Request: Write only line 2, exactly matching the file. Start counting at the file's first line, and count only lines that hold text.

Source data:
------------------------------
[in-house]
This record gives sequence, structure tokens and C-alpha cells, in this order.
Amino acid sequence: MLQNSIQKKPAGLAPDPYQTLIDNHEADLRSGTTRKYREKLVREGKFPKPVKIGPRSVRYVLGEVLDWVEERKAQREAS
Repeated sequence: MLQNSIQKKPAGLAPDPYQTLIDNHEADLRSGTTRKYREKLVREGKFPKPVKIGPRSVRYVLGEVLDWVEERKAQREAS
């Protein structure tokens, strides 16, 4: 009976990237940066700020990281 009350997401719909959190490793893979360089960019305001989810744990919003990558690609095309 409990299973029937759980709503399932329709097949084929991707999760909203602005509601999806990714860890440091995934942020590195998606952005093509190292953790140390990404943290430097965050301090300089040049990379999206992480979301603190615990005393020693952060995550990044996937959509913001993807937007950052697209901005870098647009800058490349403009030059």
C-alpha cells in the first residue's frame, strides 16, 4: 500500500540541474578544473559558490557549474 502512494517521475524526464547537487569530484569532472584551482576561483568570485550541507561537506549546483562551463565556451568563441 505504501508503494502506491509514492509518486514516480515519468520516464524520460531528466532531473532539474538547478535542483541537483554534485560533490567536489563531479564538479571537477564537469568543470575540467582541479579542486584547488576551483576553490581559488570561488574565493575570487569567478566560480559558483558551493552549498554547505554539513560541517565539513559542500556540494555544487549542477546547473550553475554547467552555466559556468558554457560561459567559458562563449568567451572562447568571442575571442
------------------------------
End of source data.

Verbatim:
This record gives sequence, structure tokens and C-alpha cells, in this order.